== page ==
Dell pushed out their new line up of Windows 8-ready devices today, and the most curious one of the bunch is the new S2340T 23-inch, multitouch monitor. Featuring a capacitive multitouch layer instead of the outmoded optical touch recognition Dell incorporated into their older all-in-ones, the S2340T employs an edge-to-edge glass design – which makes engaging Windows 8’s charm bars nice and easy.
The S2340T is more than just a touchscreen monitor, though; it also serves as a connection hub for whatever computer you attach it to. It features an upstream USB 3.0 port to connect to your computer, and two other USB 3.0 ports as well as Ethernet for connecting the rest of your peripherals.
Underneath the touch layer sits a 1920×1080 resolution IPS panel with an LED backlight. Thanks to the IPS technology, you’ll get 178° viewing angles both horizontally and vertically, which is important given the S2340T’s ability to lay flat against the table. It also offers up a respectable 1000:1 contrast ratio.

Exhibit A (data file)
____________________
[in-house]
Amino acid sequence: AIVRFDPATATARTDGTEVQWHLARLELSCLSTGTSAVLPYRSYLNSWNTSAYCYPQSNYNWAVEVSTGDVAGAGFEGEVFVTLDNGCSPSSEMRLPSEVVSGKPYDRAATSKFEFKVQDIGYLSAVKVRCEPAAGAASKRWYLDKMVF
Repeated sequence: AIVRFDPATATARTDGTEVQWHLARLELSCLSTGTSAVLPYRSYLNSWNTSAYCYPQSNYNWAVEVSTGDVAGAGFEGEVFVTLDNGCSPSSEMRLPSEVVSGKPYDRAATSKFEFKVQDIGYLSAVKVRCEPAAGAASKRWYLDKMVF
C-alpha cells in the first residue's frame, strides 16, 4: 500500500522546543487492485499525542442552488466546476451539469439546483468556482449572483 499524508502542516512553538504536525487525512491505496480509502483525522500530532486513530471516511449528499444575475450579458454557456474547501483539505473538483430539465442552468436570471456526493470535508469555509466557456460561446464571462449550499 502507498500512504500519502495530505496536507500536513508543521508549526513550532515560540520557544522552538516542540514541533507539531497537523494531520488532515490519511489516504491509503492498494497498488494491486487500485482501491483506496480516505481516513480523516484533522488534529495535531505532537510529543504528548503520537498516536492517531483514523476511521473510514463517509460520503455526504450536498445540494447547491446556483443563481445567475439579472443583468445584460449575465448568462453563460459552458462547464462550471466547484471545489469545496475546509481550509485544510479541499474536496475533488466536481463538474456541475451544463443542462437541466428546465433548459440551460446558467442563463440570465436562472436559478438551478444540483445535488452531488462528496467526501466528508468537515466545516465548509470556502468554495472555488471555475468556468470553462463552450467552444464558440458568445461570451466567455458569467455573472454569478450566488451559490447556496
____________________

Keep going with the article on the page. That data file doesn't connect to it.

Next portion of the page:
Like most Dell monitors these days, the new model features an integrated webcam and microphone for video calls.
There is a downside to all of this technology, however, and that is price. The Dell S2340T Multitouch Monitor carries an MSRP of a whopping $700, though it’s currently on sale for $649.99 from Dell.com. $700 buys an awful lot of new technology, not least of which includes whole all-in-one computers from competing manufacturers, some of which include touch.
For those of you who find the S2340T a little rich for your blood, Dell also took today to introduce the new TP713 Dell Wireless Touchpad. This is the…fourth or fifth wireless multitouch trackpad we’ve seen in recent months, so while Dell might not score some originality points, it’s always nice to have choice.
Like Apple’s Magic Trackpad, the entire top surface of the new TP713 is covered with a sheet of glass, ensuring a smooth, even scrolling action. Dell says the new accessory can support up to four-finger multitouch gestures, though it doesn’t really go into what those gestures are – unlike in OS X, there’s no real set of discrete multitouch gestures for Windows that can transition between devices.
The TP713 takes two AAA batteries and can last up to a couple of months on a charge. Dell will start shipping the touchpad within the next couple of weeks for a reasonable $69.99.